Experience the life style of a family farm in North Central Florida 100 years agoExperience the life style of a family farm in North Central Florida 100 years ago. Visit the 278-acre Living History Farm featuring barnyard animals, an 1840 cabin, a turn-of-the-century kitchen, heirloom garden, schoolhouse, and barn. Explore 7 miles of trails and boardwalk through sand hill, long leaf pine and cypress habitats including over 130 bird species, 225 wildflowers species, mammals and reptiles. The center features live animal exhibits, educational programs and a wildlife observation blind.

Kanapaha Botanical Gardens
Kanapaha Botanical Gardens is a 62 acre facility operated by the North Florida Botanical SocietyKanapaha Botanical Gardens is a 62 acre facility developed and operated by the North Florida Botanical Society, a non-profit educational organization. In 1978, the Society signed a lease agreement with Alachua County whereby it gained access to a 33 acre tract of land for the development of a public botanical garden; in 1982, an additional 29 acre parcel was added to the lease, bringing Kanapaha Botanical Society to its present size. The Gardens' name is derived from its proximity to 250 acre Lake Kanapaha. The word Kanapaha is derived from the Timucua Indian words for "palmetto leaf" and "house." Taken together, they refer to the thatched dwellings that were home to the original residents of a small Timucua village on the western shore of Lake Kanapaha. Between 1978 and 1986, the infrastructure and initial plantings were completed and Kanapaha Botanical Gardens was formally opened to the public on October 16, 1986.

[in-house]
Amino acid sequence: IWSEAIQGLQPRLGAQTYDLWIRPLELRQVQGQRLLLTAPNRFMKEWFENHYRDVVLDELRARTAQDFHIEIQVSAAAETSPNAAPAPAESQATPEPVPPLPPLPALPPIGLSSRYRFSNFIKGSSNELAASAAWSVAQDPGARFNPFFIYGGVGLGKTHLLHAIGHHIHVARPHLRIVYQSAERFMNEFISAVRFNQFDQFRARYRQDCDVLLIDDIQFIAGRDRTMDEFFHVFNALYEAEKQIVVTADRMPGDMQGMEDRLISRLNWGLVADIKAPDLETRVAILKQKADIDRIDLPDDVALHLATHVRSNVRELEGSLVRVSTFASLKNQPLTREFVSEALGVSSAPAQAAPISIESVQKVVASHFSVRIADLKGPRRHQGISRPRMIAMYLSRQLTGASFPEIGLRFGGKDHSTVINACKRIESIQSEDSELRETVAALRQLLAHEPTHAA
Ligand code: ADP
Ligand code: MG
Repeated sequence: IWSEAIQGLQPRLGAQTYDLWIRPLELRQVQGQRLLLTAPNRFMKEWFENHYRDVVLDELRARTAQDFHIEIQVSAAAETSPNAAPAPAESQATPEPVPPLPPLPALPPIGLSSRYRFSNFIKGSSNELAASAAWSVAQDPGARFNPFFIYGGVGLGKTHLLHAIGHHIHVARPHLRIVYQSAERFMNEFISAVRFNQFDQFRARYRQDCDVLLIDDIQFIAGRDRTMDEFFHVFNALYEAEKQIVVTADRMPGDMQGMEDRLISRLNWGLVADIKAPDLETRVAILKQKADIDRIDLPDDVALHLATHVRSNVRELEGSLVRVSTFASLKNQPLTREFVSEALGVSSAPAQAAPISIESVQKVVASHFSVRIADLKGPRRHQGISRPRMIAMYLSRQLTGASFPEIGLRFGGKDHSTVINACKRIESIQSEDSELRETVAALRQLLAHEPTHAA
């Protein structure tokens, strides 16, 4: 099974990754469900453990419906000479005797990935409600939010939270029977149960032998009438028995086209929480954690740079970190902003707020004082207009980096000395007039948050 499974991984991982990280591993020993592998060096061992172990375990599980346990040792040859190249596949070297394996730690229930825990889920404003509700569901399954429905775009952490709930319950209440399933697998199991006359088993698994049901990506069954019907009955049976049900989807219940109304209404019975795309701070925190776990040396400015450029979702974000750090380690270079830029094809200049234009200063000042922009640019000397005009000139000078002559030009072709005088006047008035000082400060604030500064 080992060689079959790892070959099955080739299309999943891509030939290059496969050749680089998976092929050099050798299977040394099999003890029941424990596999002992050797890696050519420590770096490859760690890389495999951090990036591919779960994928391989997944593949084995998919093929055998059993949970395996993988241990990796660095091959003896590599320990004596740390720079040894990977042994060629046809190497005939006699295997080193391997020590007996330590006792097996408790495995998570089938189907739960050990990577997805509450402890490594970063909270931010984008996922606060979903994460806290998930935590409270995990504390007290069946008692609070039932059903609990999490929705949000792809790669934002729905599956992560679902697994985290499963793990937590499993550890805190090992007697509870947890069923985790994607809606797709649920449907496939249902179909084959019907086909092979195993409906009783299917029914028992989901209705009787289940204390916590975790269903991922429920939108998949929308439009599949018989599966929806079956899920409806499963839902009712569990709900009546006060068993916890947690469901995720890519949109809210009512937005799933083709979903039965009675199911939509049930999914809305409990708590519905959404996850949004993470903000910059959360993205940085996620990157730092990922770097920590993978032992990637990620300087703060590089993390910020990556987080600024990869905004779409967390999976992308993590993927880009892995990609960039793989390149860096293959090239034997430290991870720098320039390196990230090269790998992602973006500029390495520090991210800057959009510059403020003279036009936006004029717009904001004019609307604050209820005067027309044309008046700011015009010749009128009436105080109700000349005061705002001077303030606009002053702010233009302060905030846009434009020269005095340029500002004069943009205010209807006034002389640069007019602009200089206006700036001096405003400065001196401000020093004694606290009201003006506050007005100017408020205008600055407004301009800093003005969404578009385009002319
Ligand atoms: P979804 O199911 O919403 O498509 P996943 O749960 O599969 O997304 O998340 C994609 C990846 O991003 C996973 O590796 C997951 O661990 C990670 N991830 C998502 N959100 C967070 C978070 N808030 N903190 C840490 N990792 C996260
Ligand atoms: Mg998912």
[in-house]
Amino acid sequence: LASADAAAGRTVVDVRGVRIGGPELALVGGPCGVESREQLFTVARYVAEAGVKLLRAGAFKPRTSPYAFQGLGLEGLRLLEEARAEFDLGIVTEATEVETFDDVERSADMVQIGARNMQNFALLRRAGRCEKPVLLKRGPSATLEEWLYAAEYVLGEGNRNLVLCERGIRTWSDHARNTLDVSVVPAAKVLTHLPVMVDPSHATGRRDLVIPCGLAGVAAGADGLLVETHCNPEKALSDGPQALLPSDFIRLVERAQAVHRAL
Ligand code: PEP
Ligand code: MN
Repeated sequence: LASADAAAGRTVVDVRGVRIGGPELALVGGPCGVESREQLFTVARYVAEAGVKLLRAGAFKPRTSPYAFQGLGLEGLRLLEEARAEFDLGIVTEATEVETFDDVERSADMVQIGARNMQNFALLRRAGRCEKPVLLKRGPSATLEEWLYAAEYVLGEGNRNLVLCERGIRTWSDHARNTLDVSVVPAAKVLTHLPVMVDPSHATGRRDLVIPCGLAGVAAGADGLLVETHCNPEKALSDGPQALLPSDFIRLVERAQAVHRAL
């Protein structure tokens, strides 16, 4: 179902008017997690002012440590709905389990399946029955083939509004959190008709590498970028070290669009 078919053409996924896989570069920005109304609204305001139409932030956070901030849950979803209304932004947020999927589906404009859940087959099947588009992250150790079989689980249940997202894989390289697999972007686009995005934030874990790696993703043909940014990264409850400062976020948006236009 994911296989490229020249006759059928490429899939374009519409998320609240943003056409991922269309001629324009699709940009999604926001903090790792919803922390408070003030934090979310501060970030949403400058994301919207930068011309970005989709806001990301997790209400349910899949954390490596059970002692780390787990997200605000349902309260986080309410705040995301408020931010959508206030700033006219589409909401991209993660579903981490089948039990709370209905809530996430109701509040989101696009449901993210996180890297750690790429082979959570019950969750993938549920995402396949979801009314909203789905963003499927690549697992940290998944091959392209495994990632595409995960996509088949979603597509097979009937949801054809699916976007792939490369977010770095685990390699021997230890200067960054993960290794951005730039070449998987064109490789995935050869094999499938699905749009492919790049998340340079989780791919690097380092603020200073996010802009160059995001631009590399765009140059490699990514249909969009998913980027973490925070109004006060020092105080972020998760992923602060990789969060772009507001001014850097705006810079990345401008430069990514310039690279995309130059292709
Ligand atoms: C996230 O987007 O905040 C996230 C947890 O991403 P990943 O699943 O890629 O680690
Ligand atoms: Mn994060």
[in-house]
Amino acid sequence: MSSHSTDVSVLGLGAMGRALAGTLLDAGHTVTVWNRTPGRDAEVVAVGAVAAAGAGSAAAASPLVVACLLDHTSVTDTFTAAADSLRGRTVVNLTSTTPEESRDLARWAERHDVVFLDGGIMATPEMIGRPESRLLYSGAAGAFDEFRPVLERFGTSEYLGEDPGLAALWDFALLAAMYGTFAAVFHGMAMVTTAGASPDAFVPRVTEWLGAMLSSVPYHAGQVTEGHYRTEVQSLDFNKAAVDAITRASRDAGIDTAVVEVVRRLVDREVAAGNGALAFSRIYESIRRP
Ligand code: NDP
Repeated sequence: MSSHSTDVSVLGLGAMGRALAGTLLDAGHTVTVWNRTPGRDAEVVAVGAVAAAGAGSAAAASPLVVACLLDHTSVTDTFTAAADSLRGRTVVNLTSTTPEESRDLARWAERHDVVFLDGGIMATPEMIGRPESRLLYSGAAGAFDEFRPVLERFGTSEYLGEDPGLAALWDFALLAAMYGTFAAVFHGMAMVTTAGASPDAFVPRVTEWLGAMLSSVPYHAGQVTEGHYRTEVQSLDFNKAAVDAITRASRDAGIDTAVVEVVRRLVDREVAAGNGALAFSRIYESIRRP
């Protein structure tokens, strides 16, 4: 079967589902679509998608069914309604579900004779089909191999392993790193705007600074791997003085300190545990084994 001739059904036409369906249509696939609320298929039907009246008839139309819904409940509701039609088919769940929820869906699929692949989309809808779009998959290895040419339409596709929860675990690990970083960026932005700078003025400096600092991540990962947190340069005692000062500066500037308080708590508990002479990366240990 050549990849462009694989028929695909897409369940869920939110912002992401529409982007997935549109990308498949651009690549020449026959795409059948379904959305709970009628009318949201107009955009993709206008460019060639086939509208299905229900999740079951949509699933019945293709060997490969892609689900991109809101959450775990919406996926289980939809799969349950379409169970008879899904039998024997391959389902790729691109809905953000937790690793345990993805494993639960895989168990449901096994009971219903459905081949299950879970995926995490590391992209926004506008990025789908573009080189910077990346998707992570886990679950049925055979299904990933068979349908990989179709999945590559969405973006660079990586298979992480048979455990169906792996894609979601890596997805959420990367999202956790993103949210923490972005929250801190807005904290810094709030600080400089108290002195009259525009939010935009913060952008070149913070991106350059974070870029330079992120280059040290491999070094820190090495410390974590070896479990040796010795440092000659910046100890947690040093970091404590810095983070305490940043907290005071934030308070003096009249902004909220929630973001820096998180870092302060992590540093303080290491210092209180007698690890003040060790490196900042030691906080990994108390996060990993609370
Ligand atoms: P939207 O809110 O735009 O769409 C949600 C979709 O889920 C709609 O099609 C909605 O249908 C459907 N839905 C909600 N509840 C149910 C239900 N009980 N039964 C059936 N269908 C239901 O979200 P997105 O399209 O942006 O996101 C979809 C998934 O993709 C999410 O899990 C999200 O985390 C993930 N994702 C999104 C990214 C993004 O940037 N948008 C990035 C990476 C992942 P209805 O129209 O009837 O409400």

Kanapaha Botanical Gardens is comprised of 14 major collections visually accessible from a 1 ˝ mile paved walkway. These include the state's largest public display of bamboos and the largest herb garden in the Southeast. Some of Kanapaha's gardens are organized taxonomically; others demonstrate principles of ecology or natural selection. Kanapaha's signature plants include a premier stand of Chinese royal bamboo (Wong Chuk), and--during the warm months--giant Victoria water lilies and Asian snake arums. The months offering the most color are June through September.